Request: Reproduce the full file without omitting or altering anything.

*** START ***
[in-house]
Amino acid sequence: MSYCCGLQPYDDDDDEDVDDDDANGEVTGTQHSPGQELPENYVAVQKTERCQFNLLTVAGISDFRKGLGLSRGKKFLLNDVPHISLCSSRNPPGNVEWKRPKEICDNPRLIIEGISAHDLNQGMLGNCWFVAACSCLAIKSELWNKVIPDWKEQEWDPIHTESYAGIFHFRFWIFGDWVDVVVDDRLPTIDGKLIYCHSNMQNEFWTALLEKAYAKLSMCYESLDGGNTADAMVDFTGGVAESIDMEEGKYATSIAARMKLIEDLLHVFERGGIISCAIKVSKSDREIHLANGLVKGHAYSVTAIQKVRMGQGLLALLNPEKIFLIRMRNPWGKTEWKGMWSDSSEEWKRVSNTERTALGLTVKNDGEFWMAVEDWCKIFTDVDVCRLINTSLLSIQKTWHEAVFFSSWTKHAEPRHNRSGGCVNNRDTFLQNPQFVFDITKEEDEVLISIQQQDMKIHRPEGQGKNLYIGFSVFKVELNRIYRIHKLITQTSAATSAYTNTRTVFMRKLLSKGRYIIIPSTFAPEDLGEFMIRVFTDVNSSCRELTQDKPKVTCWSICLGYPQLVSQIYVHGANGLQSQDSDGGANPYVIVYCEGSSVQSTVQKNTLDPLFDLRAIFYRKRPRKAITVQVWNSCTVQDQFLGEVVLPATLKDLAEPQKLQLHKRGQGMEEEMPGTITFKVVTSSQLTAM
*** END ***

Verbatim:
[in-house]
Amino acid sequence: MSYCCGLQPYDDDDDEDVDDDDANGEVTGTQHSPGQELPENYVAVQKTERCQFNLLTVAGISDFRKGLGLSRGKKFLLNDVPHISLCSSRNPPGNVEWKRPKEICDNPRLIIEGISAHDLNQGMLGNCWFVAACSCLAIKSELWNKVIPDWKEQEWDPIHTESYAGIFHFRFWIFGDWVDVVVDDRLPTIDGKLIYCHSNMQNEFWTALLEKAYAKLSMCYESLDGGNTADAMVDFTGGVAESIDMEEGKYATSIAARMKLIEDLLHVFERGGIISCAIKVSKSDREIHLANGLVKGHAYSVTAIQKVRMGQGLLALLNPEKIFLIRMRNPWGKTEWKGMWSDSSEEWKRVSNTERTALGLTVKNDGEFWMAVEDWCKIFTDVDVCRLINTSLLSIQKTWHEAVFFSSWTKHAEPRHNRSGGCVNNRDTFLQNPQFVFDITKEEDEVLISIQQQDMKIHRPEGQGKNLYIGFSVFKVELNRIYRIHKLITQTSAATSAYTNTRTVFMRKLLSKGRYIIIPSTFAPEDLGEFMIRVFTDVNSSCRELTQDKPKVTCWSICLGYPQLVSQIYVHGANGLQSQDSDGGANPYVIVYCEGSSVQSTVQKNTLDPLFDLRAIFYRKRPRKAITVQVWNSCTVQDQFLGEVVLPATLKDLAEPQKLQLHKRGQGMEEEMPGTITFKVVTSSQLTAM